My mother is reading this book called “Abundance – The Future is Better Than You Think” by Peter H. Diamandis and Steven Kotler. She marked a chapter titled “Education” starting on page 174 and told me I would be interested in this. I am. If you’re interested in education, not just teaching, I think you would be too. In the next few posts, I am going to summarize the sections in this chapter so I can remember them and hopefully you will likewise find it interesting and provide your own insight on each section.
“Another Brick in the Wall” (179-182) talks about how schools were set up in during the industrial revolution and are set up like assembly lines where a bell sends a group of students from one class to another to all be taught the same subjects at the same age. For 150 years the way schools run has not changed and Sir Ken Robinson has been a voice calling for reform, saying that schools squash creativity and hold back potential.
A big issue the book points out is that no one can agree on what comprises success, so we don’t have an agreed upon set of goals for schools to accomplish. This leads to students going to college without being able to apply their knowledge (if they even retained it), interpret complex readings, think analytically, perform research, or write clearly. The book states that “50% of all students entering college do not graduate,” (181) and those that do graduate are not really ready for the workforce. I know I wasn’t ready to be an engineer after engineering school. I had a steep learning curve in the office after school and I feel like I didn’t even apply a lot of what I learned. Much of the stuff I did apply, I had to re-learn or refresh my memory.
I read a post a while back by an american teacher who taught in another country (Finland, maybe) and high school was at least set up with specific goals in mind. Students could choose between three different high school programs based on what they planned to do after school: go into the workforce, go to a trade school, or go to college. Each program was catered to prepare the students for where they planned to go after college. Students also had more options in classes to cater to what kind of trade school they would go to or what they planned to major in in college. I love this idea. It offers a clear purpose with specific goals for the school to accomplish with the students. And the students get to feel like what they are learning is applicable to their own lives. They also only go to school from around 9:30 to 2:30 so they are just taking advantage of the peak performance hours for teens and not burning out the students or the teachers, but that’s a rant for another time. (I so wish we did that here for our poor kids.)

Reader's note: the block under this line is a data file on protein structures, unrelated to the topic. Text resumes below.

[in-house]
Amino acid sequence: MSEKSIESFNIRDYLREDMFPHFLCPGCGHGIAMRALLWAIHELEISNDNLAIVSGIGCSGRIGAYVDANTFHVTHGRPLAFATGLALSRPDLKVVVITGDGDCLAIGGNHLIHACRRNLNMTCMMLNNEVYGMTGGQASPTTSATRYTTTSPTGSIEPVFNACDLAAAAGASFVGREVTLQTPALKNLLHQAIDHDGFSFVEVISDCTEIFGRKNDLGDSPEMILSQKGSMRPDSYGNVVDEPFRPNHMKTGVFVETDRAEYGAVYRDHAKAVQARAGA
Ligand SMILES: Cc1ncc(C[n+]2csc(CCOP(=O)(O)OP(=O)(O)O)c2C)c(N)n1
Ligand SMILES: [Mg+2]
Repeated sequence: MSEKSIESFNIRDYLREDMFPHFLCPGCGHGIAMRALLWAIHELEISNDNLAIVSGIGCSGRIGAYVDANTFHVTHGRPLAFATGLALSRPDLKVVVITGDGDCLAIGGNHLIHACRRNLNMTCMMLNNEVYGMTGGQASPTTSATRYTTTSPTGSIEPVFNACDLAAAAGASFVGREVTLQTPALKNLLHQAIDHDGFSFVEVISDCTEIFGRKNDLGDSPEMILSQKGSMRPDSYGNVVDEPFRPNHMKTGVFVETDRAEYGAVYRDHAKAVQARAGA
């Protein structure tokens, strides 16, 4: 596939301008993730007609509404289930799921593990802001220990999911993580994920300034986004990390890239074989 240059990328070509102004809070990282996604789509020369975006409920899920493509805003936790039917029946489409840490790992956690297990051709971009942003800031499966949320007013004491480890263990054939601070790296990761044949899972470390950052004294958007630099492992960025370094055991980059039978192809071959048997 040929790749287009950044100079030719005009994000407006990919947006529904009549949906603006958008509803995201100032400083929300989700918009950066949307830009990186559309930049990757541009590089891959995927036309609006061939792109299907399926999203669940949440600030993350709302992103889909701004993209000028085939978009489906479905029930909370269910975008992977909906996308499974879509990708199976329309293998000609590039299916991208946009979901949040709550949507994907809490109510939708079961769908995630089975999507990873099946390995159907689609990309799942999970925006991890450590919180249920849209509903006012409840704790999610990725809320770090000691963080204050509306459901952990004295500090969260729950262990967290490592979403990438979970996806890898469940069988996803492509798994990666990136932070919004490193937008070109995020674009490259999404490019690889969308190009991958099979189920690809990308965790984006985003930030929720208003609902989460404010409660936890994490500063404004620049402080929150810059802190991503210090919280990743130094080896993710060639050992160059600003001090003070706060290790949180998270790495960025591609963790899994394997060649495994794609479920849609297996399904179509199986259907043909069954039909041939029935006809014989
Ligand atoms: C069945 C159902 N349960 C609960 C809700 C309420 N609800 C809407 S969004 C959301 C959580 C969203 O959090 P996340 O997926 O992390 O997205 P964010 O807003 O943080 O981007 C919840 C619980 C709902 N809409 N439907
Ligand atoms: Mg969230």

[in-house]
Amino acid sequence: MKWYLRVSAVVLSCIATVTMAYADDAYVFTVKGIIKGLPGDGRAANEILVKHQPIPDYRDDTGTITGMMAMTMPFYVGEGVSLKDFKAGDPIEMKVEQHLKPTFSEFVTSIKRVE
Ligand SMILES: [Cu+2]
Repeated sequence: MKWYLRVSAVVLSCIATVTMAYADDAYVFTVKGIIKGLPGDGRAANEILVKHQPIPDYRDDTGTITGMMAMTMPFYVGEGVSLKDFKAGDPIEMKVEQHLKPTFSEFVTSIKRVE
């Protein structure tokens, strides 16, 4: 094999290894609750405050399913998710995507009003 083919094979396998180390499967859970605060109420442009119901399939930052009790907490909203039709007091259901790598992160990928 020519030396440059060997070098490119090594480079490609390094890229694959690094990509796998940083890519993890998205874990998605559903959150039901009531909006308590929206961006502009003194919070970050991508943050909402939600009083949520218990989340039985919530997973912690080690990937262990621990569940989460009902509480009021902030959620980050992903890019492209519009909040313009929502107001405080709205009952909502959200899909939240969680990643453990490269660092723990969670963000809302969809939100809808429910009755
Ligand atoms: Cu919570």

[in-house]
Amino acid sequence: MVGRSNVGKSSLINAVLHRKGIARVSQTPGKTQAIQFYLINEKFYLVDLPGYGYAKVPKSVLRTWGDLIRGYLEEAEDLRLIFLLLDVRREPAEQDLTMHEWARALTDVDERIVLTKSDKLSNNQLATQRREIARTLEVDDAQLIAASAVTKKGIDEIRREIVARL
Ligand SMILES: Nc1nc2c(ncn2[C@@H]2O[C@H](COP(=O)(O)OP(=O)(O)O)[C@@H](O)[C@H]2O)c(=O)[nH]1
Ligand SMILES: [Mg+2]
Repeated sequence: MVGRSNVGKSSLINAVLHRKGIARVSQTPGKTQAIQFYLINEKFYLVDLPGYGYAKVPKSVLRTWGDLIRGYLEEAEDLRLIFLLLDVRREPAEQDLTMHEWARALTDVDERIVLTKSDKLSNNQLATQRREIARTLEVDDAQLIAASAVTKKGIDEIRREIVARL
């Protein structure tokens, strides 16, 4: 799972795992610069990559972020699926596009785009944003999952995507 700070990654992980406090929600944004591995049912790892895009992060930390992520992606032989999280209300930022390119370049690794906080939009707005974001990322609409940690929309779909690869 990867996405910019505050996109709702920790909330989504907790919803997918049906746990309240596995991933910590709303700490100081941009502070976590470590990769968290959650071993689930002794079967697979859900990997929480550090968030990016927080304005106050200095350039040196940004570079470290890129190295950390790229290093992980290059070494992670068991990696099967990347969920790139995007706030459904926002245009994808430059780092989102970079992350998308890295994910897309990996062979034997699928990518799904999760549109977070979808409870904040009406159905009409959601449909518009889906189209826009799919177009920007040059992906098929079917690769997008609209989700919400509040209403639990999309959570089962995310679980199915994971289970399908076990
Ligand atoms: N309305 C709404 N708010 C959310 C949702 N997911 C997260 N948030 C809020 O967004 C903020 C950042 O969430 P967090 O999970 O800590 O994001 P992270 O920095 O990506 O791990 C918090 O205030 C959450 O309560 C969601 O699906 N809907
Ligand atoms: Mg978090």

Back to the book. This section goes on to mention that memorizing facts isn’t a needed skill in a world with Google, “but creativity, collaboration, critical thinking, and problem solving” are the major skills needed to succeed in today’s workforce. They also still need the three R’s and corporate executives say they want people that “ask the right question,” (181).
Schools need to change, but how is the question. They need to more entertaining than TV and video games and learning needs to be addictive. I have no idea how we achieve that, but I can at least try to incorporate those bold skills into my chemistry lessons so they are learning the material and the skills they need to be successful. What ideas do you have for incorporating teaching creativity, collaboration, critical thinking, and problem solving in a chemistry or algebra class? How do you teach those things in your classes? As a parent, what skills do you want to see your child gain in school? As an employer, what skills do you see are lacking that need more support?